Essential Elements of a Story: The Recipe for a Great Narrative

An artist’s craft is telling a story. A good story engulfs you and takes you away to a new place. After it’s over, it stays with you forever. Is there a secret formula to crafting a compelling tale? Every extraordinary story, regardless of genre, has certain elements in common. These crucial elements ensure that the plot moves forward in a logical fashion that the reader can follow.

Here are six elements you’ll find in almost any story👇🏾🖊️

1. Theme

First and foremost, you need to know why you’re writing this story before you can figure out what motivates your characters or the plot. If so, what is the overall message you want to convey? Are you trying to elicit a specific emotion?

If your story has a well-developed central theme, your readers will remember it more than the sum of its parts. Instead of laying out the specifics of your story’s central theme, try to incorporate it into other aspects of the story and let your readers discover it on their own.

2. Characters

In order to keep readers engaged, you must have a well-developed cast of characters who are the lifeblood of your story. Your story will progress as a result of their personalities and interactions with one another.

Your story will be more relatable if you have well-developed characters.. It’s easier for readers to feel a sense of empathy for your characters if they can imagine themselves walking in their shoes or recognise aspects of their personalities in other people they know.

3. Setting

Setting is the world in which your story takes place, including the broader locations and times as well as more specific details such as your characters’ schools and workplaces. It’s not uncommon for authors to repurpose well-known plots for new settings. For every time something like this happens, a completely new story emerges from it.

Even though vivid descriptions of the setting will captivate your readers, don’t overdo it and end up boring them to death. It’s important to slowly build the reader’s mental picture of your fictional world into the narrative, just like you did with the theme. This will make the reading experience that much more enjoyable.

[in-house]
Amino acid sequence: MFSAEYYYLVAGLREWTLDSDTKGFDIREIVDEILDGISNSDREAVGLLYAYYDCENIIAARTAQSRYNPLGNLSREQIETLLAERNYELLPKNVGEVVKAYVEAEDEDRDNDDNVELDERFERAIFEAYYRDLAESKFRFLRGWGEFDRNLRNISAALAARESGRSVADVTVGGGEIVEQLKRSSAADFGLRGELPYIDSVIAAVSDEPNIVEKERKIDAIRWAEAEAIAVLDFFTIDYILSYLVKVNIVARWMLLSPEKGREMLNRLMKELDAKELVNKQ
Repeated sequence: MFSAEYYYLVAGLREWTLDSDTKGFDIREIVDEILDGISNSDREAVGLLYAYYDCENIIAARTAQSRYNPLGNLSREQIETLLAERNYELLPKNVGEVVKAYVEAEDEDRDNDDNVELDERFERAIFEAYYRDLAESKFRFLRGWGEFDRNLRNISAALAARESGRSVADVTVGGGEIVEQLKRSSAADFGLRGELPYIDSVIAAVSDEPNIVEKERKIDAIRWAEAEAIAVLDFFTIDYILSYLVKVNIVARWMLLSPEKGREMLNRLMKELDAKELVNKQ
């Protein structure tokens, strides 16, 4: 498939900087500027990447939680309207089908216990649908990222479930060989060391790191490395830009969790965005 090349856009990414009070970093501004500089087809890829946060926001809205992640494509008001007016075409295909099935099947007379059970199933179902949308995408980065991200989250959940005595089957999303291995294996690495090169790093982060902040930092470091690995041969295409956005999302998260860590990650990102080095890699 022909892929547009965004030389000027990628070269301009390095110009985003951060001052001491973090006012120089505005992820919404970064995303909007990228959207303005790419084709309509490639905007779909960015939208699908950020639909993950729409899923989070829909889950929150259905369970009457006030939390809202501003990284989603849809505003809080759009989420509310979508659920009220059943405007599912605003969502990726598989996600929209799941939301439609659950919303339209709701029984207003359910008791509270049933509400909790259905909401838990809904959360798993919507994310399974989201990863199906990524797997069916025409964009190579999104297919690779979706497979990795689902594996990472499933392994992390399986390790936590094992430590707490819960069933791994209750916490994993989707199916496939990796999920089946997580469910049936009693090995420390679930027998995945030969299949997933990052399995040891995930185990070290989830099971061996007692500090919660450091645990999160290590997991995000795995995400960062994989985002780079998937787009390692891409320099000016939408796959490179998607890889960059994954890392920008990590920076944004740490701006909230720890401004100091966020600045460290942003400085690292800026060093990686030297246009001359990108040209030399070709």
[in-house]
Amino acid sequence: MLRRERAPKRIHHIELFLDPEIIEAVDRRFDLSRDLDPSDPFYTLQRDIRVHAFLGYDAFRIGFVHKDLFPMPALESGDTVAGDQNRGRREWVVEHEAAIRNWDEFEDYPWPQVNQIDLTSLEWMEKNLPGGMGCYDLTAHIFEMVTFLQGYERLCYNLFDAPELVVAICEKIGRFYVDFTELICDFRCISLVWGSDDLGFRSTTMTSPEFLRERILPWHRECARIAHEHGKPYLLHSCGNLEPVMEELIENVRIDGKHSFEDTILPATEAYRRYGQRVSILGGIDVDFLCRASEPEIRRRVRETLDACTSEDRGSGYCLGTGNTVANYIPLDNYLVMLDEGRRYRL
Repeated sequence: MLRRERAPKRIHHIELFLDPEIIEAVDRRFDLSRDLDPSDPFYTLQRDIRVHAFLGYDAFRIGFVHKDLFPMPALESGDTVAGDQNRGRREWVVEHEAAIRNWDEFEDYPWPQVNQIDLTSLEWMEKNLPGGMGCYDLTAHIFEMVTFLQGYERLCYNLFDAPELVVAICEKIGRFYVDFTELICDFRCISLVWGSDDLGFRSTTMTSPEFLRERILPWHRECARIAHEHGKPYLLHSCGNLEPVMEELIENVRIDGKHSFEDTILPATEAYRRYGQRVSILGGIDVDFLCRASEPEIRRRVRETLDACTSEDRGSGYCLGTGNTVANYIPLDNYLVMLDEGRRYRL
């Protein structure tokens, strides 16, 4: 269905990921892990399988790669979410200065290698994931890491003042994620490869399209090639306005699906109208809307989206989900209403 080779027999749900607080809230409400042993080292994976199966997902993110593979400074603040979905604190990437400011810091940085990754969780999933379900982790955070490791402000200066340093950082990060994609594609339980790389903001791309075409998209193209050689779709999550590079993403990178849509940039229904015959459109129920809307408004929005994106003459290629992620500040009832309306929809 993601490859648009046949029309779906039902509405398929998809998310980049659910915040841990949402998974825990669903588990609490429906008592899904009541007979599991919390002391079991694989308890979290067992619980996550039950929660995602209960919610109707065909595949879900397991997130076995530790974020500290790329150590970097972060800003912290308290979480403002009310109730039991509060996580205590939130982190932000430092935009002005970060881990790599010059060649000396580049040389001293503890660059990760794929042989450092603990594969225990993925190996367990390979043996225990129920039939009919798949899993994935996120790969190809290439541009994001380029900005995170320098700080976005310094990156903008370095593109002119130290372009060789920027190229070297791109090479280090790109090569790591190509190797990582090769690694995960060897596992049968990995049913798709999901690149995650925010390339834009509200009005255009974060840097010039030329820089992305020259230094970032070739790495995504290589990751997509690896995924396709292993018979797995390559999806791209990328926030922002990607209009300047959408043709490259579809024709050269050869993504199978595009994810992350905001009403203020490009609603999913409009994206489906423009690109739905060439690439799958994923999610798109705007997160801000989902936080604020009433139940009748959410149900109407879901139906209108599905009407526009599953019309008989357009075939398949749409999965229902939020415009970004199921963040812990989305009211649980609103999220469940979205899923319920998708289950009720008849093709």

4. Plot

We’re finally getting to the meat of the matter: the plot, or the actual events in your story. A story’s tension builds to a climax as the stakes for the protagonist rise in nearly every genre but literary fiction.

Your readers will get bored or confused if your plot is a jumble of random events. A character’s actions are required for every plot point in your story. Because of this, the audience becomes eager to find out what happens next in the story’s “cause & effect” pattern.

5. Conflict

Your story’s conflict is the driving force behind the rising stakes we talked about earlier. When it comes to conflict, it doesn’t matter if it’s external, like an unyielding adversary or internal, like a moral dilemma for your protagonist. It’s through conflict that your protagonist gets a sense of direction, which heightens the suspense. Involved readers are more likely to keep turning the page.

If you’re still not convinced, keep in mind that the central question of every story is:

How far will the protagonist be able to go to get what they desire?

In a nutshell, conflict is the story.

6. Point of View (POV)

This is the perspective from which the story is told. You can choose from a variety of approaches here, each of which has a distinct effect on the overall tone of your story. If the protagonist is held at arm’s length, such as in a third-person omniscient or second-person narrative, the narrative will feel more objective and formal.

Choosing a POV character for your story can have a significant impact on the story’s overall arc. In a murder mystery genre, telling the story from the point of view of the murderer (possibly an unreliable narrator) will be vastly different than telling it from the point of view of the detective.

You can completely alter the course of your plot, the central conflict, and how your audience feels about certain characters by choosing an unconventional viewpoint character.

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